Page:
On September 24, 2009, it was announced that the College Football Hall of Fame would move to Atlanta, where it opened on August 23, 2014.

Carter steps in it

Quite possibly the worst idea the Jason Carter campaign brain trust has had was to propose using the Teachers Retirement to invest in startup firms.

The Democrat argues in his economic pivot  that he wants teacher pensions to be able to pump funds into local startups “so long as we’re making sure that we can manage the risk in ways that make sense.” He sees it as a way to boost a state-backed effort to invest in venture capital firms that…has lagged.

“The things that concern the teachers is to make sure you’re stewarding the pension appropriately. So it’s crucial to make sure that we are managing the risk in ways that works,” he said. “But we shouldn’t have those pension funds losing out on higher growths and higher returns just because of artificial caps on what it can do.”

Essentially, he wants to start strip-mining the teachers’ pension system to “invest” in risky new companies. The two problems with this are (a) teachers are apoplectic at the idea of using their retirement funds for risky investments; and (b) the government doesn’t have a very good track record of picking winning investments.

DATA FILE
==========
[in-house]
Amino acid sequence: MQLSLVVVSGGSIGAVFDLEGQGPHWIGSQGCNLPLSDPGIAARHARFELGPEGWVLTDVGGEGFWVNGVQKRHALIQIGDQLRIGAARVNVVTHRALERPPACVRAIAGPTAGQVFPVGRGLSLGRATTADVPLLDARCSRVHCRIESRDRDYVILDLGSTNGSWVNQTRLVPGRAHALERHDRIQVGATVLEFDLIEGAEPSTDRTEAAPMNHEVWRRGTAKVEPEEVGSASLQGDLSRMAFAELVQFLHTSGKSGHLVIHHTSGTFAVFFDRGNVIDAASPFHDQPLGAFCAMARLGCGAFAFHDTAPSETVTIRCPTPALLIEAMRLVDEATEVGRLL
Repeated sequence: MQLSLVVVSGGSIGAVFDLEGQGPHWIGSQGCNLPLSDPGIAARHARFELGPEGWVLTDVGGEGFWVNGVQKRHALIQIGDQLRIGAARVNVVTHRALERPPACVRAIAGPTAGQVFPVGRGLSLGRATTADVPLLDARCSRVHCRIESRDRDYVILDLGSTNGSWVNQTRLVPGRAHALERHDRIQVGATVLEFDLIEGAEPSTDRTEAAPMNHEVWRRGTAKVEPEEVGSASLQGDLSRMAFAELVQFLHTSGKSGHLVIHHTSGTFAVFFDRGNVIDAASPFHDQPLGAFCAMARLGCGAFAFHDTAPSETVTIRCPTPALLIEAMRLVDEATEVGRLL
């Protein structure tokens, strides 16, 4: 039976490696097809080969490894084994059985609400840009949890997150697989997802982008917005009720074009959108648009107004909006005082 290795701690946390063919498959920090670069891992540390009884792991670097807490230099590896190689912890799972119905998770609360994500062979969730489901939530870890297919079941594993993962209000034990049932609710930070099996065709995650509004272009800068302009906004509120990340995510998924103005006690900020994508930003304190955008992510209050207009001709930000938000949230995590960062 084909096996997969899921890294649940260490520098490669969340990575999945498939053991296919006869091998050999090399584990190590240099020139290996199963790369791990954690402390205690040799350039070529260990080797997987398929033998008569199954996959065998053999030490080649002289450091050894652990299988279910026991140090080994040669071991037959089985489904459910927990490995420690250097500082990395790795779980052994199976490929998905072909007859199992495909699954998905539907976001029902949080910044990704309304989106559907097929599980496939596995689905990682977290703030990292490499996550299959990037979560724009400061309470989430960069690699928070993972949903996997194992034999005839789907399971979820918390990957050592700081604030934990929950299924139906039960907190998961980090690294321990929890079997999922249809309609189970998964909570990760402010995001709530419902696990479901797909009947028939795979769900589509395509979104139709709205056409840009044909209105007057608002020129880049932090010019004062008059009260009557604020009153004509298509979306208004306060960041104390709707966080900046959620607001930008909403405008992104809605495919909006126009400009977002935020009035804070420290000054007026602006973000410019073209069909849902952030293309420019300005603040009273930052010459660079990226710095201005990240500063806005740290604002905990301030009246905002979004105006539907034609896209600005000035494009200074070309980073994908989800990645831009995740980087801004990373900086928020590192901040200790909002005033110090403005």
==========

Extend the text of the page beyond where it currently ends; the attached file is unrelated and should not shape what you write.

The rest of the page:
A teachers group originally started because of dissatisfaction with changes to the state health benefits program objected to the proposal.

As a group, TRAGIC is 100% opposed to any changes in TRS, and many of our members let the Carter campaign know our feelings.

Carter immediately back-pedaled.

Political Rewind tonight

I’ll be on “Political Rewind” on Georgia Public Broadcasting tonight at 7 PM discussing the latest in Georgia politics with host Bill Nigut and fellow guest former Congressman Buddy Darden. There may be another guest, but last I heard it’s uncertain. Tune in on your local GPB station. And then email me your feedback on what I said that’s right, wrong, or just plain goofy.

TV Ad Wars

Political headlines across Georgia

Gwinnett County Elections began mailing absentee ballots last week, sending more than 1500 as of Monday – Gwinnett Daily Post.

Absentee ballot applications are available for download at www.gwinnettelections.com and on the Georgia Secretary of State “My Voter Page” at www.mvp.sos.ga.gov. Completed applications may be faxed, mailed, emailed or hand delivered to the Elections Office. Instructions are listed on the application form.